So, then I think it becomes a little philosophical. Is worshiping God in the same name worshiping the same God? Is it necessary to understand God (to at least a base extent) to appropriately worship him, or can we worship God with no knowledge or understanding of who He is?

    God is spirit, and those who worship him must worship in spirit and truth.’ ~ John 4.24
    Muslims certainly worship God in spirit. Their worship is earnest, comes from the innermost parts of their soul, is genuine, is authentic, is not coerced. But by a Christian understanding, if they reject Jesus as the Son of God, then they are not worshiping God in truth. So, on that basis, although our Gods share names I do not think we worship the same God.
     
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  13. Rexlion

    Rexlion Well-Known Member

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    Muslims worship a god named Allah. "There is one God, Allah, and Muhammad is his prophet." See? They are not using "Allah" as a generic Arab word meaning "God"; instead they are using "Allah" as the name of their god.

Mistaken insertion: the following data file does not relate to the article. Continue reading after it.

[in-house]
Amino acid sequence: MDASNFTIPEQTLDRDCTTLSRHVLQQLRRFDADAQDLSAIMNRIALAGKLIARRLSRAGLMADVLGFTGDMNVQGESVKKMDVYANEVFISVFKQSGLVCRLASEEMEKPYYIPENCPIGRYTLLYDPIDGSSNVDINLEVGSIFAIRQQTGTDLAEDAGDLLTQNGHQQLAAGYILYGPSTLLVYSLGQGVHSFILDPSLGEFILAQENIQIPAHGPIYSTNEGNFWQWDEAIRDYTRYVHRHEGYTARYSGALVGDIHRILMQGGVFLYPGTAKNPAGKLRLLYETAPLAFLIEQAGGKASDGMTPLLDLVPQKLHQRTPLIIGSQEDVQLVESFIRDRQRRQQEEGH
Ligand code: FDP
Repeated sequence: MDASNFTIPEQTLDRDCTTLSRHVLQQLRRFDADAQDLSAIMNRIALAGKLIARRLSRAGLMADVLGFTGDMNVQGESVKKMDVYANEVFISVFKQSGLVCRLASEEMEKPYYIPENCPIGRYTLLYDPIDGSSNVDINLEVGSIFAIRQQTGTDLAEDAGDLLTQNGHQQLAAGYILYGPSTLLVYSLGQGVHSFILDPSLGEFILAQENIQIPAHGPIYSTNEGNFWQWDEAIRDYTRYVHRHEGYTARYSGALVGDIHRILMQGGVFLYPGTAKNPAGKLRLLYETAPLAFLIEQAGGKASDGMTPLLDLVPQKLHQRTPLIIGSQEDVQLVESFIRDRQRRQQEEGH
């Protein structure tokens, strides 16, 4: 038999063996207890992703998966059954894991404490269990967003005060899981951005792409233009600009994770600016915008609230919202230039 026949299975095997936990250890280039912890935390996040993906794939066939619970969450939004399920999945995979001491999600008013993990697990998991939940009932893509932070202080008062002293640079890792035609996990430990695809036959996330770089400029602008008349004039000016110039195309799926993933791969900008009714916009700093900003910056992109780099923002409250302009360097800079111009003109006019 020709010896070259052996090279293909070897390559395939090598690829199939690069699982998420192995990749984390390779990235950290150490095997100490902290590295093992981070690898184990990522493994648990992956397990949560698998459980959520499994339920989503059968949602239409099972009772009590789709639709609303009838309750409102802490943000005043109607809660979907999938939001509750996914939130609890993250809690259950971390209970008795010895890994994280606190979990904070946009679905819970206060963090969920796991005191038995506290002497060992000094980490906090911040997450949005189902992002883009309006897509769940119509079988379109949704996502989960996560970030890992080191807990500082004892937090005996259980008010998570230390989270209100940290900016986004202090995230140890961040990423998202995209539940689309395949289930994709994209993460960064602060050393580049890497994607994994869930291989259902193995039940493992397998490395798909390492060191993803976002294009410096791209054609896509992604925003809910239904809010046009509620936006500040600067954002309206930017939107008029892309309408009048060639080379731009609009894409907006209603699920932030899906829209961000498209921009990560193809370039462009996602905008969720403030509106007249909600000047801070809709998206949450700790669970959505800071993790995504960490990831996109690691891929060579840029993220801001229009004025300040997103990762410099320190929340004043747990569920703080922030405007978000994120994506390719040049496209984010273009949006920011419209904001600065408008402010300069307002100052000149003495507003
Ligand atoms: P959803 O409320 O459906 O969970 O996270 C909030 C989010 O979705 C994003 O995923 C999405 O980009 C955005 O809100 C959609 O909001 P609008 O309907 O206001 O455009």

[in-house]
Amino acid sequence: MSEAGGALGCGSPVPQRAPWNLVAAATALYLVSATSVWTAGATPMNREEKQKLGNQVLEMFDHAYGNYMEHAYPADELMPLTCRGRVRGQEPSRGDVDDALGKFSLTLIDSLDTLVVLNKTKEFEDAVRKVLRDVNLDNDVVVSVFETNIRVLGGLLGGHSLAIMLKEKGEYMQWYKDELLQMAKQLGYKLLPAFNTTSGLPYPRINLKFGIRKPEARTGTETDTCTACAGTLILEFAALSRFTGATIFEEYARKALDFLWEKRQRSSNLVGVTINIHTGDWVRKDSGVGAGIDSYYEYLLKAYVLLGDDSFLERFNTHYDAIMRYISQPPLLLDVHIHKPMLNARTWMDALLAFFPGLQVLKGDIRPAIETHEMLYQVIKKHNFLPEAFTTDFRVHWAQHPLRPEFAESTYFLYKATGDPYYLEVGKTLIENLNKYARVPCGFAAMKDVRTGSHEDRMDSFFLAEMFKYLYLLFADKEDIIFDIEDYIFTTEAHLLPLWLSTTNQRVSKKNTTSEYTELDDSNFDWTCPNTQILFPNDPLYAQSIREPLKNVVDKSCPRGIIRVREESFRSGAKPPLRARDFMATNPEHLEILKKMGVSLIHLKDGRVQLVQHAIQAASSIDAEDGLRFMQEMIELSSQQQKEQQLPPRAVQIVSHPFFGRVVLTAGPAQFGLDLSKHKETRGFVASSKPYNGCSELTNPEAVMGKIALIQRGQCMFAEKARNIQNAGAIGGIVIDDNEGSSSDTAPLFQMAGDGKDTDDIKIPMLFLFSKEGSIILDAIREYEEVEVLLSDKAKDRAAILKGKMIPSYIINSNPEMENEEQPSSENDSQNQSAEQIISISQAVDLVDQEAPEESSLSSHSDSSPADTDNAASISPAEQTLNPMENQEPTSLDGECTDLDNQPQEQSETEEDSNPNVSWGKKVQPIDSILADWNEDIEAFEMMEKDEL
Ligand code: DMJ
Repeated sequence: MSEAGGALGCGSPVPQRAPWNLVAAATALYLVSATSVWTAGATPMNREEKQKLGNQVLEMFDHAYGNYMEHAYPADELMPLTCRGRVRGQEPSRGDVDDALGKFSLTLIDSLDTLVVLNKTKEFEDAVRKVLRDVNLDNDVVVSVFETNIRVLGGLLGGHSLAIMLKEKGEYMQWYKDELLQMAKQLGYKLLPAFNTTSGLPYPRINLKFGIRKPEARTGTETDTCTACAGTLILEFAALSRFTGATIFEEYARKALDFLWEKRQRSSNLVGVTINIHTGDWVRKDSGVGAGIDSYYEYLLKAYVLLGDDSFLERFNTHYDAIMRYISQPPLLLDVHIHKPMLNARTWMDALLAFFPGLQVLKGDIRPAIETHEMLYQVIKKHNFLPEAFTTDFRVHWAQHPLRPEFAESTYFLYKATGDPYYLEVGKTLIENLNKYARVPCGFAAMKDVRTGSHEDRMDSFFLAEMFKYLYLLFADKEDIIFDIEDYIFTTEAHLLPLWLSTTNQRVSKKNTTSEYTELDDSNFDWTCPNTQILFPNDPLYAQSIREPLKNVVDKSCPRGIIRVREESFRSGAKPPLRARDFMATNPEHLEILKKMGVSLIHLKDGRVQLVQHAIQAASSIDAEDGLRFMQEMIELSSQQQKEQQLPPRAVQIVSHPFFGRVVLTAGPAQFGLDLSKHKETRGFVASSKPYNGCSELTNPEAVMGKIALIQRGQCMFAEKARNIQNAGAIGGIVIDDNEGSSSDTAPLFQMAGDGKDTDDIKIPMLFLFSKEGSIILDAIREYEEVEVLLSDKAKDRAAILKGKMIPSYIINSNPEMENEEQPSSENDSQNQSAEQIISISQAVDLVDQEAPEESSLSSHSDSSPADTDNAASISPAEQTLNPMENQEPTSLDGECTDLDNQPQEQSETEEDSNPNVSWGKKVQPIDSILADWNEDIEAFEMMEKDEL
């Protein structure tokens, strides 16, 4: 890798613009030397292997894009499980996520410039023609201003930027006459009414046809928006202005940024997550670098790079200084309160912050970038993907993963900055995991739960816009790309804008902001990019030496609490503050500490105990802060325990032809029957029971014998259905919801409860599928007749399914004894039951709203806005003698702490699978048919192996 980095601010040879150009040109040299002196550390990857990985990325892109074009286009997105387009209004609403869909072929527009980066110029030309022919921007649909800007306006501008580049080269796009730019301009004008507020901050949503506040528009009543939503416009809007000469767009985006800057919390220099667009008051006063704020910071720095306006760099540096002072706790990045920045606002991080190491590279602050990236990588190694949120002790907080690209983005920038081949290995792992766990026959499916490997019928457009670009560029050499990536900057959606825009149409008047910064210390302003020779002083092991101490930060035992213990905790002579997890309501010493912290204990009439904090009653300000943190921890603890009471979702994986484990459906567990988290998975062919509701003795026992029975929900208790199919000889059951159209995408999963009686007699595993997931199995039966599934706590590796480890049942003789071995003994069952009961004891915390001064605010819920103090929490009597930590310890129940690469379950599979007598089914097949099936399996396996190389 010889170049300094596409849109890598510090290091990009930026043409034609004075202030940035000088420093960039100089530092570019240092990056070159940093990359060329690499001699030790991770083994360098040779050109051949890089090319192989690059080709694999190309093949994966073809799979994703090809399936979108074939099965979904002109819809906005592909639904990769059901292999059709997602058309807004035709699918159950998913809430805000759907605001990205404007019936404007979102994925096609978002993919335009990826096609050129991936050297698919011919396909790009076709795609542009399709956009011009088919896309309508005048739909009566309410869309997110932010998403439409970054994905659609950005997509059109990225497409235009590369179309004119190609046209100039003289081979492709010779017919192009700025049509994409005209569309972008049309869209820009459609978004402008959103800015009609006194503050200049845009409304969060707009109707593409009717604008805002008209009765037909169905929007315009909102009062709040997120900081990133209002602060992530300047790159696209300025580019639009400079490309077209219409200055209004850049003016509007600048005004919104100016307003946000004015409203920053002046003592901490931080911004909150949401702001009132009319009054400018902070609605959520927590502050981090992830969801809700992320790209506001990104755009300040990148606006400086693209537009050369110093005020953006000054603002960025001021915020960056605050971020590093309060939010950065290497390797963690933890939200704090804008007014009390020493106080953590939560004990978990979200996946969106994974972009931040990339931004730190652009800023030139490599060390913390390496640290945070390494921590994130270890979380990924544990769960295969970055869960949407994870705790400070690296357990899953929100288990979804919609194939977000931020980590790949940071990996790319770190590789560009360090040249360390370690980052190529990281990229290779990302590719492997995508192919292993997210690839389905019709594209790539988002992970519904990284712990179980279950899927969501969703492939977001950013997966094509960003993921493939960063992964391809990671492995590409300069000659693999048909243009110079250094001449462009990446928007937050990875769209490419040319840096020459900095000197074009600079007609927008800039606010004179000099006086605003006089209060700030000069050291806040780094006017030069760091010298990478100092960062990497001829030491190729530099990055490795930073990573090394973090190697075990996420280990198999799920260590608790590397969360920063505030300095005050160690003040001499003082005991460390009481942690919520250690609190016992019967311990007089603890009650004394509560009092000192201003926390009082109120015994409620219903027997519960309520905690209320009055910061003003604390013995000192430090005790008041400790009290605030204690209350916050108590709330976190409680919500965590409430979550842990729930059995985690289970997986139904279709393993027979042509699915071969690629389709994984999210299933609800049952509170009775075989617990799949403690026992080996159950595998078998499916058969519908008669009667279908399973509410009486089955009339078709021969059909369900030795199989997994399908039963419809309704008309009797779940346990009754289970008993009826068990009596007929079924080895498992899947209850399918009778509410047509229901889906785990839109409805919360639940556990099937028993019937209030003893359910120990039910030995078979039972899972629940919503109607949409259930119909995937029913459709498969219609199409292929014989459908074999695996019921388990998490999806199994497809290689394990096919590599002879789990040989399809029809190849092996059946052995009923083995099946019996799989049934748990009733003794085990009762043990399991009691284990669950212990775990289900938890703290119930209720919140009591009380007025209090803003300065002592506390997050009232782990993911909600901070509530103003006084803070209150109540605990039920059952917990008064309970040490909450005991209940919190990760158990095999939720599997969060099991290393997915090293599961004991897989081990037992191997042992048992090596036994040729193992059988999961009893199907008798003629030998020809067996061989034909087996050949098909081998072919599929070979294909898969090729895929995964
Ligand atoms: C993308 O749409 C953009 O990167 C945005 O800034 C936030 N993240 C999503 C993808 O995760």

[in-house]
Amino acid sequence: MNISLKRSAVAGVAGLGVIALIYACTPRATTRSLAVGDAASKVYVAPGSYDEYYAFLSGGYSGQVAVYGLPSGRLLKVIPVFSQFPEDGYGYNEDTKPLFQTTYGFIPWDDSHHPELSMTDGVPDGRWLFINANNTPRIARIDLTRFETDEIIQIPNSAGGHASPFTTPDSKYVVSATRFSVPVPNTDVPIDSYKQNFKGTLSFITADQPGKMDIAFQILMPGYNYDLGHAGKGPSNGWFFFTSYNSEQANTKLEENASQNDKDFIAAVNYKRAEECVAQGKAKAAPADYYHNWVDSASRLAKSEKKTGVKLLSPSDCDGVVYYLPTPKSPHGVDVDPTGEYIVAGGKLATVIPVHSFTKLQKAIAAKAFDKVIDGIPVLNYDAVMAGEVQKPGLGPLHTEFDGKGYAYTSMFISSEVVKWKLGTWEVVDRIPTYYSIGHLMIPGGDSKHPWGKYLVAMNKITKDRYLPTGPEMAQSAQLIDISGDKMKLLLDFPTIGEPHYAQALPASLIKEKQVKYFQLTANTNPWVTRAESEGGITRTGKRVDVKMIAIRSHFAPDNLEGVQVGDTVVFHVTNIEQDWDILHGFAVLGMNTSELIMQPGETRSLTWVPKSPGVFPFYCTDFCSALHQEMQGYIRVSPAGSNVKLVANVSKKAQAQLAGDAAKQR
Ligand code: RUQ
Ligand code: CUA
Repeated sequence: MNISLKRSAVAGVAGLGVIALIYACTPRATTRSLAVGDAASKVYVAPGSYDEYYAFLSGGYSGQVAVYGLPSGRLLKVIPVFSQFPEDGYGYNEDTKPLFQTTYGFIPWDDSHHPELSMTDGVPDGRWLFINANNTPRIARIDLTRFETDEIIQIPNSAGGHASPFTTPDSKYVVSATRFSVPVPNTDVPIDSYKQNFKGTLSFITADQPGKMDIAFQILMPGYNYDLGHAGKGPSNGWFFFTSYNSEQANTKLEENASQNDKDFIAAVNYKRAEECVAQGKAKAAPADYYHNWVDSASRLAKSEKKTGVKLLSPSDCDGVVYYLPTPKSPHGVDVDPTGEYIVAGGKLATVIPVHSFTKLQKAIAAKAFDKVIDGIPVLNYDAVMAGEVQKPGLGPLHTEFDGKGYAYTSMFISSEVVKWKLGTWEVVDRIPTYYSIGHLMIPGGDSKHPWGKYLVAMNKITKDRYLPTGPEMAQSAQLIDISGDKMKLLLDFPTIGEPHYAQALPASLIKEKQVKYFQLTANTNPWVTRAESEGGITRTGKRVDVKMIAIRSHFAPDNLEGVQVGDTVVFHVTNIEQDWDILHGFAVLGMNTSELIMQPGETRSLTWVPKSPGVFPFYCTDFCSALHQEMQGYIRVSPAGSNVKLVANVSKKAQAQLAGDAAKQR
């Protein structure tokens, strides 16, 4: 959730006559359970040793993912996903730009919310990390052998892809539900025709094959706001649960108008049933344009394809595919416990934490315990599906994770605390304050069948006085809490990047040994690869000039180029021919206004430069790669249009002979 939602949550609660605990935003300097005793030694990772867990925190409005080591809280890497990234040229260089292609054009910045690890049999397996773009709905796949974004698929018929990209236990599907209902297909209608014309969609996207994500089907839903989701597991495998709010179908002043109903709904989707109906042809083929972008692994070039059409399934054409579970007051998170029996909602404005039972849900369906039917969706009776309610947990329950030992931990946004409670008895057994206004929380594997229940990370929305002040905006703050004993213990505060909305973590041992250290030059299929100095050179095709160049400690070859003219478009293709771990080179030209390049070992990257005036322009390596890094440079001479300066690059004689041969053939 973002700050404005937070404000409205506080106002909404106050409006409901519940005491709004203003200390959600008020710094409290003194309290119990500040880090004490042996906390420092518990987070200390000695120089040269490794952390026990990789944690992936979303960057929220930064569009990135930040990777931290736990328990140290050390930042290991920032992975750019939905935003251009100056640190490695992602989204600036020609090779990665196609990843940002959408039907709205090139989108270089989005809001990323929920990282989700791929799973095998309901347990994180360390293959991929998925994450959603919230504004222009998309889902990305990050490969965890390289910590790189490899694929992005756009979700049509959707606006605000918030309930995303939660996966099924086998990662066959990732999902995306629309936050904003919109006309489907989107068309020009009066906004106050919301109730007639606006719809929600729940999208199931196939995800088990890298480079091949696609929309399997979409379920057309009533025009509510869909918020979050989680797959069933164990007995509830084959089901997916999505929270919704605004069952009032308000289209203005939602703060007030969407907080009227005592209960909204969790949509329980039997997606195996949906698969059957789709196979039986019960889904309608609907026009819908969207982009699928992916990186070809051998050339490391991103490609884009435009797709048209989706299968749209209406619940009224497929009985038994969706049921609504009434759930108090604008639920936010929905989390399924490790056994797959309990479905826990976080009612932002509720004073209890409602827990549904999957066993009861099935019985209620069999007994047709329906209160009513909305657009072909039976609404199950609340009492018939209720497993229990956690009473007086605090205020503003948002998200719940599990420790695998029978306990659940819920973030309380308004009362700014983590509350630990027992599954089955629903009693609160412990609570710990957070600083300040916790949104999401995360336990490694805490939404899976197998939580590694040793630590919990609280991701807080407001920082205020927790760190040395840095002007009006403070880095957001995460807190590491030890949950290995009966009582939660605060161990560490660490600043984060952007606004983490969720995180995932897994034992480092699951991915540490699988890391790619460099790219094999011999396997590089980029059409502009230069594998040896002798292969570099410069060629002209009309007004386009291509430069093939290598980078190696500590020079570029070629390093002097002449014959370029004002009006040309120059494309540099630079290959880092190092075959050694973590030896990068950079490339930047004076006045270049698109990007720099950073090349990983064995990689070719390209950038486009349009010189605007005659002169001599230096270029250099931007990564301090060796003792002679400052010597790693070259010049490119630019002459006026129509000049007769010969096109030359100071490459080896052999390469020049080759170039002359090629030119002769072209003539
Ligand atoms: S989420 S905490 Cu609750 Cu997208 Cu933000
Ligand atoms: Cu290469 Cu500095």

Christians and Jews know that the name of God is not Allah. The proper pronunciation of God's name may have been lost over time, but His name is represented as YHWH.

    When one adds in the fact that the characteristics and disposition of Allah are at odds with those of YHWH, one may reasonably conclude that Muslims worship a different god than do Christians and Jews. Muslims do not view Allah as a Saving or Redeeming god. Nor is he a loving god, for he is angry and vengeful. Salvation is not even in the vocabulary of Islam. For them, all humans are born innocent and the redemptive principle is centered in each individual.

    "...I am YHWH your Savior, and your Redeemer, the Mighty One of Jacob" (Isaiah 49:26). To the Muslim this means nothing, because they trace their lineage through Ishmael instead of through Isaac and Jacob. They would vehemently deny that YHWH is their god. They would say that Allah (the god of Ishmael's descendants) is not YHWH, the 'false god' of Jacob's descendants (unless of course you talk to the radical Muslims whose goal is to fool Christians and Jews into believing that 'we all worship the same God', for the Quran tells them that lying to infidels in order to attain the goal of eventually subjecting all infidels is perfectly acceptable).